If it weren’t all so dismally sad, it would be almost funny: Reuters reports on car sales at a Peugeot dealership in Castrogonia and echoes the words of Captain Renault in Casablanca:
“I’m shocked, shocked to find that gambling is going on in here!”
Substitute “scamming” for “gambling”: same difference. A news agency that has been promoting Raul’s “reforms” as real now suddenly feigns surprise at the outrageous prices that Castro, Inc. is asking for cars.
But don’t get too excited. There is no reform at Reuters either. Unsurprisingly, they actually found a way to spin this piece of news in favor of the Castro regime. And the spinning was done by a Canadian “Cuba expert.”
Reuters is still promoting the idea that some entrepreneurs in Castrogonia are getting rich, and suggesting that these high prices are aimed at all of these newly rich Cubans. Let’s see when they are finally shocked to discover that no such thing is happening.
Cuban hopes dashed as new and used cars go on sale
Cubans awoke on Friday for the first time in half a century with the right to buy new and used vehicles from the state without special permission, but markups of 400 percent or more quickly dashed most people’s expectations.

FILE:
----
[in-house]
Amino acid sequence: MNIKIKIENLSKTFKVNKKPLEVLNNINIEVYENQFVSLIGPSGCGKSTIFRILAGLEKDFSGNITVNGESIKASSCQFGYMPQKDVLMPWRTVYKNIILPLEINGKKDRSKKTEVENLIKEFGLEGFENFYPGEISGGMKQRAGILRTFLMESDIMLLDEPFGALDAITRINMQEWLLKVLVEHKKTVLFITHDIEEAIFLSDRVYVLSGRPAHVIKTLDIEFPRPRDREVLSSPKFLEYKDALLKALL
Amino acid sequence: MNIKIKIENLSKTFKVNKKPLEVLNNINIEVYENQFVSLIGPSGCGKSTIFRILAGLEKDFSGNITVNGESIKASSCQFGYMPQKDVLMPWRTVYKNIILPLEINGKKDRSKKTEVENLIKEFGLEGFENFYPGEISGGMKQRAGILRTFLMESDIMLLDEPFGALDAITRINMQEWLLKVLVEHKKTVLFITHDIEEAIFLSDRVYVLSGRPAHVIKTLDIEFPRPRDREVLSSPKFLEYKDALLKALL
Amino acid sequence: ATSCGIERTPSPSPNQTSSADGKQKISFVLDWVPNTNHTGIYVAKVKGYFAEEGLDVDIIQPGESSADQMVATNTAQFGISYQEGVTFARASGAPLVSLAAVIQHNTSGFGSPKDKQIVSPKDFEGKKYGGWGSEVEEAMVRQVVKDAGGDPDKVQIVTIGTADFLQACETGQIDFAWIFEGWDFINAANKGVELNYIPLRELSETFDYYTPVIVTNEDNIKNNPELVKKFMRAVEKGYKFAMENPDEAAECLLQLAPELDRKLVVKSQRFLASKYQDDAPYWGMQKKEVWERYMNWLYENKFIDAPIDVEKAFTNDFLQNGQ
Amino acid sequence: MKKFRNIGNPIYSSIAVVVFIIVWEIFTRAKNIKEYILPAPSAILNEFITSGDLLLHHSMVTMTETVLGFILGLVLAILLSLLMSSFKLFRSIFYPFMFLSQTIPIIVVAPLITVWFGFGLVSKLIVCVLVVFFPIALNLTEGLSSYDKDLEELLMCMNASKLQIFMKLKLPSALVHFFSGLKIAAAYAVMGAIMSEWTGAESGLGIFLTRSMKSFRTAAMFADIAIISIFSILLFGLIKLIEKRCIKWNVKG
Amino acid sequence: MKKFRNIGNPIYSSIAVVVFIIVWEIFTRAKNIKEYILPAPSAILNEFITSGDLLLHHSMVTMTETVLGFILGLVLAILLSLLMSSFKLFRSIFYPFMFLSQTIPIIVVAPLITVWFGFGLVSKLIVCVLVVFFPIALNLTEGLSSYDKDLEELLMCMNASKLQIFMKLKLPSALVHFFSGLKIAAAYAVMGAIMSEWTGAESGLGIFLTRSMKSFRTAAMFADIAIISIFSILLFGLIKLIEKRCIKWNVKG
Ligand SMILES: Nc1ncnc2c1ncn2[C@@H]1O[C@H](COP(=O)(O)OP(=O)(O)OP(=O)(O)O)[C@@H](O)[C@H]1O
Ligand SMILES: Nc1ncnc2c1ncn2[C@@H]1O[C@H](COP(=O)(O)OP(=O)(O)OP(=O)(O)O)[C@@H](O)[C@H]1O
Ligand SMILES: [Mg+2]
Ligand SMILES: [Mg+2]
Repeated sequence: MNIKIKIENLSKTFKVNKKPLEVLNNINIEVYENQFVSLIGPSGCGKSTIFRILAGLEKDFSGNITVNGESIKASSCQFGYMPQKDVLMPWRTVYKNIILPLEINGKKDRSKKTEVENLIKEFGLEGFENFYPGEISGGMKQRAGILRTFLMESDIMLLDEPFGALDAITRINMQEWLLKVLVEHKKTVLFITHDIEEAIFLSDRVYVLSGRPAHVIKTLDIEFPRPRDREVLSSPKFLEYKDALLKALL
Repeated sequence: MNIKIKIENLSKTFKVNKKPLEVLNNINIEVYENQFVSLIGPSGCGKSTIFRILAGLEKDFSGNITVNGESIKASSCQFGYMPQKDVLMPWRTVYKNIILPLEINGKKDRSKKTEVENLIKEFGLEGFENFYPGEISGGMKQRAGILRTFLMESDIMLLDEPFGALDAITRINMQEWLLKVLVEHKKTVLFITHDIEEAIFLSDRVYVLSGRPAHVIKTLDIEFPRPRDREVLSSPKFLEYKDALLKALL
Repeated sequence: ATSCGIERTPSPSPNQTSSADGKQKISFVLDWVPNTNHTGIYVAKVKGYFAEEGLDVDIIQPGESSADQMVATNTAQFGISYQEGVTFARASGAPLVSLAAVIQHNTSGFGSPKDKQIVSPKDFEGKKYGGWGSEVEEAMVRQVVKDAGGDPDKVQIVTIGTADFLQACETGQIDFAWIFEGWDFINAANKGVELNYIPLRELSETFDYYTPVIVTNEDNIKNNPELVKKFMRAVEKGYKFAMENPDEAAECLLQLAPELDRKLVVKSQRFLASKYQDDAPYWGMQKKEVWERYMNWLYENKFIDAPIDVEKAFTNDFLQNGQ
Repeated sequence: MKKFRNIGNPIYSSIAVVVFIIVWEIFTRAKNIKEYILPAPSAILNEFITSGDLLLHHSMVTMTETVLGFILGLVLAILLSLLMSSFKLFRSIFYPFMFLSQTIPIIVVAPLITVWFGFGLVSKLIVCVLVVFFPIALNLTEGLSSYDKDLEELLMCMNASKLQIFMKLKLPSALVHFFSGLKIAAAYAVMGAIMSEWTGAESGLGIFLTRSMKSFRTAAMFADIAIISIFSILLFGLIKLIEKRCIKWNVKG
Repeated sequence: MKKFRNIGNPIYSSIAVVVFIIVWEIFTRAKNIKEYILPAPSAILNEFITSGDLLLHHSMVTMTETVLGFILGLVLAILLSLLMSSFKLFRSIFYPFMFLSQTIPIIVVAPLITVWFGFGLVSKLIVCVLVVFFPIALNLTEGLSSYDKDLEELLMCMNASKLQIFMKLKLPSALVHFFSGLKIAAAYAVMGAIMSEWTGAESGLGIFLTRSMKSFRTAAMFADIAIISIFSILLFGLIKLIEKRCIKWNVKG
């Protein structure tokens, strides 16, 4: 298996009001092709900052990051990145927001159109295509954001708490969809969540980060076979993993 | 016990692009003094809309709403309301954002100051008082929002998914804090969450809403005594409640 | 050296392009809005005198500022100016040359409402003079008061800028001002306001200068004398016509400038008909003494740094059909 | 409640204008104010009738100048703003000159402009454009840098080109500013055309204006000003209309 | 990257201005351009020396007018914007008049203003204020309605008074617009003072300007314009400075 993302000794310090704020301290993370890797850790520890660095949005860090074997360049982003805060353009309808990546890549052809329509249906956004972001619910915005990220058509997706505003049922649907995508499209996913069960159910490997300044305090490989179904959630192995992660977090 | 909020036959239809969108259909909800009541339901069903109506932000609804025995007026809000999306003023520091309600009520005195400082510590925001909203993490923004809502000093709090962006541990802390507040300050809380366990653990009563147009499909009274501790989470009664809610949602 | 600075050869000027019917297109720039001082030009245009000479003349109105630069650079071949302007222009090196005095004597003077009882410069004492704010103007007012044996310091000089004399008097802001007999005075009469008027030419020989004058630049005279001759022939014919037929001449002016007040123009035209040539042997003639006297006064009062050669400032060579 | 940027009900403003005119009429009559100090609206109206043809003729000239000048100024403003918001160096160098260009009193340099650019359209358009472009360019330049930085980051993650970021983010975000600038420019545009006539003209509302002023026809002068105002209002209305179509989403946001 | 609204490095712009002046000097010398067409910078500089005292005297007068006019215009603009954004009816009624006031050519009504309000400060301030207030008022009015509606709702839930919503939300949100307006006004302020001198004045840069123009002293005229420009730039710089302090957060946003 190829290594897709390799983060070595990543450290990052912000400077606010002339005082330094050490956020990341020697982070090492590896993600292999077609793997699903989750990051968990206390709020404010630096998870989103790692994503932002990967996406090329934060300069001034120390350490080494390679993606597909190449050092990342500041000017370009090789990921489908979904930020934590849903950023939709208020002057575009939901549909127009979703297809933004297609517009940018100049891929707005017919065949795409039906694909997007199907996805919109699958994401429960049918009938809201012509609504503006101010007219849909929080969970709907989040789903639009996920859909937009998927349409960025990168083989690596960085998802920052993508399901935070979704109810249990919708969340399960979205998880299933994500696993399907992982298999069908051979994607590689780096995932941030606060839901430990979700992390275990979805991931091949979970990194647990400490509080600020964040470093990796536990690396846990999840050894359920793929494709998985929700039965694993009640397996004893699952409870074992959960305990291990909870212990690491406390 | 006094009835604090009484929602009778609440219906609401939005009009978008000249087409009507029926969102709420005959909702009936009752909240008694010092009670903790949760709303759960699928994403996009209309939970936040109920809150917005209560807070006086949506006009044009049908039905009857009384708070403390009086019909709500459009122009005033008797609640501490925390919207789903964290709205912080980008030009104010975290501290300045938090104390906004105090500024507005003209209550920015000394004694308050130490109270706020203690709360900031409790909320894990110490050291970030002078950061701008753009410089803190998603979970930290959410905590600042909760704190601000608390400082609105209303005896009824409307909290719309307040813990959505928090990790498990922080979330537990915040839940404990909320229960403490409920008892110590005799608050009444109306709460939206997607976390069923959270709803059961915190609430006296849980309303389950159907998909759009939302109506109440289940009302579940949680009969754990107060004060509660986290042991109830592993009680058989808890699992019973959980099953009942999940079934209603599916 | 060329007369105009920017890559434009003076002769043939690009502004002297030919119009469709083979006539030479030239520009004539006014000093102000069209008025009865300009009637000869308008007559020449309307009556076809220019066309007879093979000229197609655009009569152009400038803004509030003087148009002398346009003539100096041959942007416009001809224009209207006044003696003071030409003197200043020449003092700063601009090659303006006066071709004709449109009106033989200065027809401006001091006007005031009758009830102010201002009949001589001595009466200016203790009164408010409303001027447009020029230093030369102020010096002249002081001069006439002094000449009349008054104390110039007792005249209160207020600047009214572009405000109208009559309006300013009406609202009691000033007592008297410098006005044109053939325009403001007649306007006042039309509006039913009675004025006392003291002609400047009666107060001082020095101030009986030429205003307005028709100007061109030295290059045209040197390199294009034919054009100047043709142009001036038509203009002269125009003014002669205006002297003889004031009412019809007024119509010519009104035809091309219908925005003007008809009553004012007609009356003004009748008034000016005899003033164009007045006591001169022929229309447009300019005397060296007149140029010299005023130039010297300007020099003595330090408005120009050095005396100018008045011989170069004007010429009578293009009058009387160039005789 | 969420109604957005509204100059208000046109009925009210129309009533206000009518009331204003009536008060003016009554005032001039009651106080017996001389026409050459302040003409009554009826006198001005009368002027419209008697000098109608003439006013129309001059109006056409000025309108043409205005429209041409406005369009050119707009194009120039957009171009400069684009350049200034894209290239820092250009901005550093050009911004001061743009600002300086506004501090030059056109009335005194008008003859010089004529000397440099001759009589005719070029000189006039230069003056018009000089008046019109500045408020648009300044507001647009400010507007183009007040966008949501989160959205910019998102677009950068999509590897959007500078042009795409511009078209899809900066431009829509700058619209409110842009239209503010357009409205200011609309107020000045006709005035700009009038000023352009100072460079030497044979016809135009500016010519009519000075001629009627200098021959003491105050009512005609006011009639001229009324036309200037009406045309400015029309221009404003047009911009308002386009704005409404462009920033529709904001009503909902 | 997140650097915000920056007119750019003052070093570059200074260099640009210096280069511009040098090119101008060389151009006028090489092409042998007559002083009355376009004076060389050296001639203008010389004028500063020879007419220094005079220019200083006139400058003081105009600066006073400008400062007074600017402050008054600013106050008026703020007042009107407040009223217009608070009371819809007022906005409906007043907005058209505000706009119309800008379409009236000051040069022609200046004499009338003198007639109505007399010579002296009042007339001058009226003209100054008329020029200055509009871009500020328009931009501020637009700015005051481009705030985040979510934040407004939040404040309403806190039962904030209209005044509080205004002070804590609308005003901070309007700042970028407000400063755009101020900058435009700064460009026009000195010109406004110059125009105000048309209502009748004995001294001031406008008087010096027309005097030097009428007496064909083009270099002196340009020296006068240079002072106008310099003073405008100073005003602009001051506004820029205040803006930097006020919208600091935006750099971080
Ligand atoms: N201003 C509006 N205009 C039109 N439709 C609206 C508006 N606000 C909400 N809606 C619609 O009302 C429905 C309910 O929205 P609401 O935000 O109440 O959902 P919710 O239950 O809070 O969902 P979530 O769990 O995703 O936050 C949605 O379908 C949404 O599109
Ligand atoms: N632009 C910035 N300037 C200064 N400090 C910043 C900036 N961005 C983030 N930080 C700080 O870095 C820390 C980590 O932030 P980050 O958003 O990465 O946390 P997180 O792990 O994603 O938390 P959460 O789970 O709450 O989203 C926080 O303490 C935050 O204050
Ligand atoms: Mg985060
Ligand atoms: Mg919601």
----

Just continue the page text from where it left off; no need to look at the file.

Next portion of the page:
At the state-run Peugeot dealership in Havana on Friday morning, where prices ranged from $91,000 for a 2013 model 206 to $262,000 for a 508, people walked away shaking their heads in disgust.
“I earn 600 Cuban pesos per month (approximately $30). That means in my whole life I can’t buy one of these. I am going to die before I can buy a new car,” Roberto Gonzales, a state driver, said, walking back to his 1950s Plymouth.
The average monthly wage in Cuba, where four out of five of the 5 million-strong labor force work for the state, is $20….
Across town from the Peugeot dealership, where more than a hundred used rent-a-cars went on sale for prices ranging as a rule from $25,000 on up, disgust turned to anger on Friday.
“These prices show a lack of respect for all Cubans. What is here are wrecks. I now have no hope of getting a car for my family,” artist Cesar Perez said, looking at a 2005 Renault on sale for the equivalent of $25,000 and available outside the country on the Internet for $3,000.
A teacher looked at the price list and yelled “Are there any bicycles?” as she stomped away without giving her name….
“These prices will clearly be outside the purchasing capability of the vast majority of Cubans, even with the support from relatives abroad. In essence, they represent a luxury tax imposed by the government on the nouveau riches of Cuba,” John Kirk, one of Canada’s leading academic experts on Latin America and author of a number of books on Cuba, said by email.
continue being shocked HERE (includes more photos, too).